Kilowatt hours can be misleading if you compare Gas and Electricity, so I am glad that the Govt seem to be using CO2 emission (10 kg/m2/year) as the standard to aim for.

    ReplyDelete
  12. Hi again, Mark, I just looked at my December 2010 figures for my own house. Our GSHP used 763.88 kWh in that exceptional month (degree days were 499 [base 15.5] for the month in Nottingham).
    Of that 50 is the underfloor heating circulator and 65-70kwh is the hot water, leaving the heating to be approx 645 kWh.
    As I have solar charging of the boreholes, the deep ground temperature was, amazingly, still above 10º by new years eve.

    ReplyDelete
  13. I should have mentioned that it is also easy to fit a Water Meter to the Hot Water pipe leaving your main tank, so you know exactly the volume of DHW used, weekly or monthly.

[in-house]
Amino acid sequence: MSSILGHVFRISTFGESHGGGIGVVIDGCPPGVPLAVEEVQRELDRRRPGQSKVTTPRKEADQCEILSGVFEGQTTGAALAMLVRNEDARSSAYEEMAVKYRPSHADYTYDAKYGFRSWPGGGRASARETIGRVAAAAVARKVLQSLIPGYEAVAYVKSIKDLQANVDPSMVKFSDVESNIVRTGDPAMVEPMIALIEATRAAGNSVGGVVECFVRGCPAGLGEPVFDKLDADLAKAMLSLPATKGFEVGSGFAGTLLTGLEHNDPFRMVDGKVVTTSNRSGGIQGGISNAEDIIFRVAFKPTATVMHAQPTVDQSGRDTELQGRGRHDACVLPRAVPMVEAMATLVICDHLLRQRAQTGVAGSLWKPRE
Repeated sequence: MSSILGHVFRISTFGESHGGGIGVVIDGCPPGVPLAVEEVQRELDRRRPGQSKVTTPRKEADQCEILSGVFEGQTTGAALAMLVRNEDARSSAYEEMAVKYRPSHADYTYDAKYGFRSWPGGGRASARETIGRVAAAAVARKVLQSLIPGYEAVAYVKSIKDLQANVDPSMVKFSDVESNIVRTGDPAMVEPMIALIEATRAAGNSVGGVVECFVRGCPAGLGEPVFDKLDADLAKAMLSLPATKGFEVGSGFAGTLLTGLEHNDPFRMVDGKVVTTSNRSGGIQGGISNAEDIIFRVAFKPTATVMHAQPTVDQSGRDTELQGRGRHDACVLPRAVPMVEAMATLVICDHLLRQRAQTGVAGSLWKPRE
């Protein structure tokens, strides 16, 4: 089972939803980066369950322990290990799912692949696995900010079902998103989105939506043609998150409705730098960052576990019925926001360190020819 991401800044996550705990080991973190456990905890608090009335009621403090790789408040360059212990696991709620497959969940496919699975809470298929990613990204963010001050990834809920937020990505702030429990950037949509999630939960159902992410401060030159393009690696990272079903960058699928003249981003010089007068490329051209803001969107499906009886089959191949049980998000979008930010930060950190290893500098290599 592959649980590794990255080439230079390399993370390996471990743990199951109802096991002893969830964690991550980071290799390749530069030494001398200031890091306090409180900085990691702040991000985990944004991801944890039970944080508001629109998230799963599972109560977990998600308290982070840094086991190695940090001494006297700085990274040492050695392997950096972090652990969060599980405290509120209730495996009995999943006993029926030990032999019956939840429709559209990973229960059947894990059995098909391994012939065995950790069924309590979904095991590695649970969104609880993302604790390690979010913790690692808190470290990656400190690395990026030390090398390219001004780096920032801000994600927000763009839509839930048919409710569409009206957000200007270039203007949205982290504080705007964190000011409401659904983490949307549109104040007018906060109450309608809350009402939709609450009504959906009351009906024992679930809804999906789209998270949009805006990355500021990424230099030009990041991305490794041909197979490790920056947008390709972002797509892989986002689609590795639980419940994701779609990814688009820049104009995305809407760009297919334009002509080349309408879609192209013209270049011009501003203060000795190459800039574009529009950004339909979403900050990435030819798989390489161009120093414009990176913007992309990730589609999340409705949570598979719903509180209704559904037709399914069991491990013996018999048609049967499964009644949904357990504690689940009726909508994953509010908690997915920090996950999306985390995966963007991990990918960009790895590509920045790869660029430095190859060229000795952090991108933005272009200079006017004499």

ReplyDelete
  14. Hi Mark, I did a little write up about your write up, on my Solar blog -
    http://chargingtheearth.blogspot.com/2011/02/mark-brinkleys-blog-denby-dale.html

    ReplyDelete
  15. There's nothing in PassivHaus that says you can't have large south-facing glazed areas, you just have to make adjustments elsewhere. In Denby Dales's case, there is an electrically-operated blind system that is designed to keep the sun out in summer.

    ReplyDelete
  16. Thanks Fasulent - I posted a few days ago a discussion between Technology and Insulation, a topic that Mark and others mention above.
    http://chargingtheearth.blogspot.com/2011/04/insulation-technology-and-embodied.html
    Of course you need both, and first you need insulation, but I dont go as far as Passivhaus extremists in saying that the house would need no heating at all!

    ReplyDelete